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Of this, there cannot be a more striking example, than what happened to St. Paul, the most learned and perhaps the most industrious of the Apostles, in Athens, a city which at that time was reckoned, as it had been reckoned for ages before, in wisdom and learning, the first in the world.
It does not appear that he wrought any miracles there. We may suppose that the Almighty rather chose to leave that people to judge according to their own common sense, and according to the enquiries which they might easily make, whether what he said was true: thus putting them fairly on their trial in respect of that judgment and reason, on which they were used to pride themselves so much. If they would but employ their thoughts half as attentively on the lessons which St. Paul taught, as they were accustomed to employ them on mere curious questions, such as their wise men delighted in, there would be no need of mighty works, signs, and wonders, to make them believe. Or if, having attended, they still refused to be Christians; "neither would they believe, though one rose from the dead."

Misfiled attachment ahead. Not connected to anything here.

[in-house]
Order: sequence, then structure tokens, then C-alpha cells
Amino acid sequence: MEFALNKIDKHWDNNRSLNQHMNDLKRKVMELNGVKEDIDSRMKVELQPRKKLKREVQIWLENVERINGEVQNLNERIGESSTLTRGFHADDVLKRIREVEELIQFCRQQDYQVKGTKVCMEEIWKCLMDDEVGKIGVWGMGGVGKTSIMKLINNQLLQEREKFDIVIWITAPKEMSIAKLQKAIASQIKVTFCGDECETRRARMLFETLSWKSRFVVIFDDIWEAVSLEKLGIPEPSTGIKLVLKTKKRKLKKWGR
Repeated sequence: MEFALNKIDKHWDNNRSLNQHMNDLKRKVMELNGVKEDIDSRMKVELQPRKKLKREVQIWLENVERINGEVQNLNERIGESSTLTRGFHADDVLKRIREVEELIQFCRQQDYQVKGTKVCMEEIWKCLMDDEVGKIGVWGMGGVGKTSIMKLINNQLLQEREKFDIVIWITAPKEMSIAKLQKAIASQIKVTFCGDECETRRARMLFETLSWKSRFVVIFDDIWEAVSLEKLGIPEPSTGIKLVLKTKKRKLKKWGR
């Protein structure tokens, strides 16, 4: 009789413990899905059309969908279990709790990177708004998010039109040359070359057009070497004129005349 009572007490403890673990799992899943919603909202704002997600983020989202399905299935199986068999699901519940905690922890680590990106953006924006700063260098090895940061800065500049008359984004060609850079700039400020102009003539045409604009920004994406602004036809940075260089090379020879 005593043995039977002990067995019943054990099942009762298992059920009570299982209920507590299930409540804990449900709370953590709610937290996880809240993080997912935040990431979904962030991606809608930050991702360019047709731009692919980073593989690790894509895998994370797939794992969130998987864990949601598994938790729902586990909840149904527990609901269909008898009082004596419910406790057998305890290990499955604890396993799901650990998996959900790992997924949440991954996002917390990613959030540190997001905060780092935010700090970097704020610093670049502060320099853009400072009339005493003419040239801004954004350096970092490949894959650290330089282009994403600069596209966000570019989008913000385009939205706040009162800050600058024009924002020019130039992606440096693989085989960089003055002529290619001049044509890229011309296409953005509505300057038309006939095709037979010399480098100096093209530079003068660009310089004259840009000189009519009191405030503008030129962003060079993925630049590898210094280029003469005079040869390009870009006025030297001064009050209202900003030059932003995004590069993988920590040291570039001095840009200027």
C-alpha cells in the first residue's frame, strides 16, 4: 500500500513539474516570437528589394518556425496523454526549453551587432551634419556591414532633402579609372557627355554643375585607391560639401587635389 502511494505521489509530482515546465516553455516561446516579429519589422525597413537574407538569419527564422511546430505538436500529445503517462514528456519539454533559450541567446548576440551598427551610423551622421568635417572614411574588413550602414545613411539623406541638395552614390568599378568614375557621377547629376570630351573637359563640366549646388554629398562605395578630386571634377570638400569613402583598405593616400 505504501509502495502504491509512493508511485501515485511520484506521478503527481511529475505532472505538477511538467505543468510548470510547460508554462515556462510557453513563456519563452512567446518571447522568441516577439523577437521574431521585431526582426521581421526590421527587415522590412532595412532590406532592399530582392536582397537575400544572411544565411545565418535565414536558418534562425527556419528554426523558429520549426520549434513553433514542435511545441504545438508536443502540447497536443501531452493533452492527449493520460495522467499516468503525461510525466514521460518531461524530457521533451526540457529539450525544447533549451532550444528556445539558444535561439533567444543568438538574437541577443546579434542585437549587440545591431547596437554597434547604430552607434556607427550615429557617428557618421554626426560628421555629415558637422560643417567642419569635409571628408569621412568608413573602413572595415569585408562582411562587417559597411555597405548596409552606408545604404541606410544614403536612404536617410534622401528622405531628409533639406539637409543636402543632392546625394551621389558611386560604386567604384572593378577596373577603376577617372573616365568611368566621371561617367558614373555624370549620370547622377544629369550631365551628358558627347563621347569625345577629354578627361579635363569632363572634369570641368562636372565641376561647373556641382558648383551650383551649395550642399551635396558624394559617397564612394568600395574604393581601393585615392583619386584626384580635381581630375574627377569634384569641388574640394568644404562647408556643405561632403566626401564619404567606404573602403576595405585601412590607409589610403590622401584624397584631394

And whereas one great use of miracles wrought by the Messengers of Christ was to draw men's attention to the Truth : the Athenians needed this less than others, because, as St. Luke here. tells us, the whole city," and the strangers which were there, spent. their time in nothing else, hut either to see or hear some new thing.” Curiosity, a passion for news, took up their minds more than any thing. How then could they help attending to Lessons so thoroughly new and wonderful as St. Paul' was now bringing